A dramatically different version of events is emerging about the path of Malaysia Airline's Flight 370. Malaysian authorities now say the jetliner made a sharp change in course, heading from northeast to west, and they say the last sign of the plane came an hour later than previously stated. The Boeing 777 disappeared early Saturday morning local time en route from Kuala Lumpur to Beijing with 239 people on board.
Weeks after its financial troubles forced it to file for bankruptcy protection in Japan, Mt. Gox has obtained similar protection in the U.S. The Tokyo-based bitcoin exchange suffered a collapse after a reported theft of hundreds of millions of dollars.
Mt. Gox had been the most active bitcoin exchange before it announced the loss of hundreds of thousands of units of the cryptocurrency in an attack by hackers. The company said its own bitcoins were stolen along with those of customers.
When Jonette Ã˜yen bought her first electric car, it turned heads. "Now nobody turns around!" she says with a laugh.
Sometime in April, Norway is expected to become the first country where one in every 100 cars is purely electric. One percent may not sound like a huge figure, but in the U.S., the equivalent number would be something close to .07 percent.
Originally published on Thu March 13, 2014 10:48 am
From its earliest days as America's homegrown whiskey elixir, Kentucky bourbon has been traveling on boats.
In fact, boats were a key reason why Kentucky became the king of bourbon. In the late 1700s, trade depended on waterways, and distillers in the state had a big advantage: the Ohio River. They'd load their barrels onto flatboats on the Ohio, which flowed into the Mississippi, taking their golden liquor as far down as New Orleans.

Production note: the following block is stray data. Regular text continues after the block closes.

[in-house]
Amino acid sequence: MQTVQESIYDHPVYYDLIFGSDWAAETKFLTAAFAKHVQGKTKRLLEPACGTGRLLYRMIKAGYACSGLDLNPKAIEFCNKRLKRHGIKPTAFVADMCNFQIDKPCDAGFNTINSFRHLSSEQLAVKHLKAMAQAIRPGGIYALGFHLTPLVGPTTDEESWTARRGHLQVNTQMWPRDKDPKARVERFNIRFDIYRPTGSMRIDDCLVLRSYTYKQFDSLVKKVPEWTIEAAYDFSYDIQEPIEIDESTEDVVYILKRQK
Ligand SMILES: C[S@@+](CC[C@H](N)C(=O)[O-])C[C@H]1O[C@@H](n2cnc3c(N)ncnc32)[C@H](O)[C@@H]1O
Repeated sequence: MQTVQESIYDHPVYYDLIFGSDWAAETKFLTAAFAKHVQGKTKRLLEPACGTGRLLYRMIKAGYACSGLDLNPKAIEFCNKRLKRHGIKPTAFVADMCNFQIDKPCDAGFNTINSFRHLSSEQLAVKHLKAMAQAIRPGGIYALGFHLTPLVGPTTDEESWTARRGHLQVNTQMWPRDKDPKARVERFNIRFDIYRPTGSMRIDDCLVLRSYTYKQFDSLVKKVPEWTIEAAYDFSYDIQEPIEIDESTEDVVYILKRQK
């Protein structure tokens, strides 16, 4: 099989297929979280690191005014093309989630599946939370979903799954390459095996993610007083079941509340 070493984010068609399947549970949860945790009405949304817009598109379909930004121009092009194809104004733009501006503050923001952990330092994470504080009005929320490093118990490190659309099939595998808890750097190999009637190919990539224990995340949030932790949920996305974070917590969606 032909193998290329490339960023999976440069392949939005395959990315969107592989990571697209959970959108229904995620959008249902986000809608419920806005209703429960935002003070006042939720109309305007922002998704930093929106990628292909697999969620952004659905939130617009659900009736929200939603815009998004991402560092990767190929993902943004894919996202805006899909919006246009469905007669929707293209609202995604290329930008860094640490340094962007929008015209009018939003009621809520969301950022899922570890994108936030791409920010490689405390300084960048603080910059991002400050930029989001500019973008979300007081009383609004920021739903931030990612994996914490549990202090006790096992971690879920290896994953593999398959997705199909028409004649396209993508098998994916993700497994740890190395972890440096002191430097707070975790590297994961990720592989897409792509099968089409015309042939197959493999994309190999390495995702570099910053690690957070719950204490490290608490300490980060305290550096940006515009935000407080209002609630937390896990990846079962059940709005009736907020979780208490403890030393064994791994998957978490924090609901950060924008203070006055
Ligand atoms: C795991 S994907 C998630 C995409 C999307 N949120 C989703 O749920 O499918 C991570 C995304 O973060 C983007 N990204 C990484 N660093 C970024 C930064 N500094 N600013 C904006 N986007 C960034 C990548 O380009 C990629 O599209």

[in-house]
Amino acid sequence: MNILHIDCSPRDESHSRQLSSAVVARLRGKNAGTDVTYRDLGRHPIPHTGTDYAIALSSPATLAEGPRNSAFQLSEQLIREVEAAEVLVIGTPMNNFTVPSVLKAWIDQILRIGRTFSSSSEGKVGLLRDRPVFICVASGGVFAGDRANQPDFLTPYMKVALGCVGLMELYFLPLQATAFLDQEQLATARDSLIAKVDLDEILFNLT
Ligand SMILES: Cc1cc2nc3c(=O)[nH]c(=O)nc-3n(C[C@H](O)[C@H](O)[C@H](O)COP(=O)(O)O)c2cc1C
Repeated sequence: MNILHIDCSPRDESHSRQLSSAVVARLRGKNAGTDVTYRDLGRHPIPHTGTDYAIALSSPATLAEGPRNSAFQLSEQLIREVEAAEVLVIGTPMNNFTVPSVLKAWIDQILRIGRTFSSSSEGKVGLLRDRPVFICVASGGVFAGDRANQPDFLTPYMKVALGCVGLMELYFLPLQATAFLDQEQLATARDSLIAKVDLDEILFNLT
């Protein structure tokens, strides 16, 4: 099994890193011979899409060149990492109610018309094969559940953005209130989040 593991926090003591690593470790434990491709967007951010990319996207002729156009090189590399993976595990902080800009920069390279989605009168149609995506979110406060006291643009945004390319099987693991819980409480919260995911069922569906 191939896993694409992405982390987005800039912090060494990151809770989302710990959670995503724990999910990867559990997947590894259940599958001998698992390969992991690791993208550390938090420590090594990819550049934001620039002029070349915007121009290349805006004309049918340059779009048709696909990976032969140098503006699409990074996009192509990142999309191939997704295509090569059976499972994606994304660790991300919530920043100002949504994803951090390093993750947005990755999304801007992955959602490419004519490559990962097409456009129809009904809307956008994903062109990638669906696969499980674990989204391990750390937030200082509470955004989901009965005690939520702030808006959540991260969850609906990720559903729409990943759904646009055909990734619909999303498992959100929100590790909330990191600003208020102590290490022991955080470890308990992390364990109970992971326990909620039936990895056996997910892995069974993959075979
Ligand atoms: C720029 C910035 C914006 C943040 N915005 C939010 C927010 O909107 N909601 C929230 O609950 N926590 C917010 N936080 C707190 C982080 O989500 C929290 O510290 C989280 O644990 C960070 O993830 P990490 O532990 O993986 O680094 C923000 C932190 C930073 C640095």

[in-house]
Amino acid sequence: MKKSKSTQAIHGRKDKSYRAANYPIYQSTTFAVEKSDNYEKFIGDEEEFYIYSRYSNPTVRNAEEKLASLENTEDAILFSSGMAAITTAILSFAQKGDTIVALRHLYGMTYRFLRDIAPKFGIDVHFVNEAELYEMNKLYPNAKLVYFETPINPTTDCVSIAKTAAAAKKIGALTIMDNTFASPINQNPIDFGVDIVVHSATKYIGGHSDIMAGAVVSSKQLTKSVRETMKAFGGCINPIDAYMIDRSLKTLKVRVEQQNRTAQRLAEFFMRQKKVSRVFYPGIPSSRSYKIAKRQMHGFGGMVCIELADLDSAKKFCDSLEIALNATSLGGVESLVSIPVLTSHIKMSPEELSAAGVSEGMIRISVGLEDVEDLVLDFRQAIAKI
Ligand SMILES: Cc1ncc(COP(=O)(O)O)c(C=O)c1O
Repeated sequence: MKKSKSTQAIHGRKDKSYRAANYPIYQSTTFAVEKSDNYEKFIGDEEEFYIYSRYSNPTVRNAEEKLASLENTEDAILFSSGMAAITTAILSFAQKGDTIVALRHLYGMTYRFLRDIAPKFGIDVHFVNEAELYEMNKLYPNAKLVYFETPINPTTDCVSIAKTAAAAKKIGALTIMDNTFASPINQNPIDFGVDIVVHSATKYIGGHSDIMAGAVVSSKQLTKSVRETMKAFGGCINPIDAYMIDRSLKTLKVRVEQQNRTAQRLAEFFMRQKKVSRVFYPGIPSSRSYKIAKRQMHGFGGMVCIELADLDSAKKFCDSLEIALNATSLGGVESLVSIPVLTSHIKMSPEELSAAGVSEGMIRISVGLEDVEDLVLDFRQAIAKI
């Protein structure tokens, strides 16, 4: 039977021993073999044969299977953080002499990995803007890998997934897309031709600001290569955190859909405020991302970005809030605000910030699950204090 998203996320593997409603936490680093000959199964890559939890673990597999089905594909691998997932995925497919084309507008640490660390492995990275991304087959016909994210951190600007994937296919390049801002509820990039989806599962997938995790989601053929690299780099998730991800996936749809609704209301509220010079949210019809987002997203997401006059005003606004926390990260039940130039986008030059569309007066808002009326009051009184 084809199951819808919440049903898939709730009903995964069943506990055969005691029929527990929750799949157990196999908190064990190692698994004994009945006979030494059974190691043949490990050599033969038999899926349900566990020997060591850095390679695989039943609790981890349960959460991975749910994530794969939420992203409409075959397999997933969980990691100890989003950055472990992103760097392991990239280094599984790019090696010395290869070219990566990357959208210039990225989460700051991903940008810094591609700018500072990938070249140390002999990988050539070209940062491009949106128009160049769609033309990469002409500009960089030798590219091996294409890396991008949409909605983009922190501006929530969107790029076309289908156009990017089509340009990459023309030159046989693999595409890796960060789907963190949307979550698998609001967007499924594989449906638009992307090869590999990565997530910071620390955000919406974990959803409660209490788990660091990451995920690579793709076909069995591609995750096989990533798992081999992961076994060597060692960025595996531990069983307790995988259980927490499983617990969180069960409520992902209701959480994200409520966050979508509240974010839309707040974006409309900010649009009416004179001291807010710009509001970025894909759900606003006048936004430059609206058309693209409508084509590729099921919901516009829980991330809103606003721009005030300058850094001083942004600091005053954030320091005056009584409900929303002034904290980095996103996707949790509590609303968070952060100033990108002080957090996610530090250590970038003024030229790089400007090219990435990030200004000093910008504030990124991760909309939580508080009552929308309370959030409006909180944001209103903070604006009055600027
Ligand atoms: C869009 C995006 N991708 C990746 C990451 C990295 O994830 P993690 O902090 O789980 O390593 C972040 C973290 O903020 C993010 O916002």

I'm Michel Martin and this is TELL ME MORE from NPR News. We're going to start the program today by returning to our series of conversations about and with women in tech. All this month, which happens to be Women's History Month, we're hearing from innovators from around the world as they tweet a day in their lives using the hashtag #NPRWIT. We're also speaking with trailblazers about new ideas they're bringing to tech and how they're encouraging more women and girls to enter the field.
And our last word in business today is: Doggie Cam.
There has been a lot in the news lately about the Internet and privacy. And now it seems that even pets are under surveillance by owners.
DAVID GREENE, HOST:
That's right. Thanks to a newly-improved smartphone app and device called the Dropcam, pet owners can check in on their furry friends while they're at work or out of town. Through the app, you can not only see your dog, but talk to them through a speaker as well.
NPR's business news begins with Congress investigating a GM recall.
(SOUNDBITE OF MUSIC)
GREENE: General Motors last month recalled 1.6 million older-model compact cars. The concern was that faulty ignition switches could cause the cars engines to turn off - a problem that's been linked to 13 deaths. GM employees knew of the issue as early as 2004, according to the company's own chronology.
So far this winter, lots of snow and ice has forced major U.S. airlines to cancel more than 74,000 flights. At an aviation conference in New York yesterday, top executives of some of the nation's biggest airlines spoke about how those cancellations are affecting business.
NPR's Jim Zarroli reports.
JIM ZARROLI, BYLINE: American Airlines said it cancelled 28,000 flights in January and February. Almost as many flights were grounded by United Continental. At Southwest 6,500 flights were cancelled.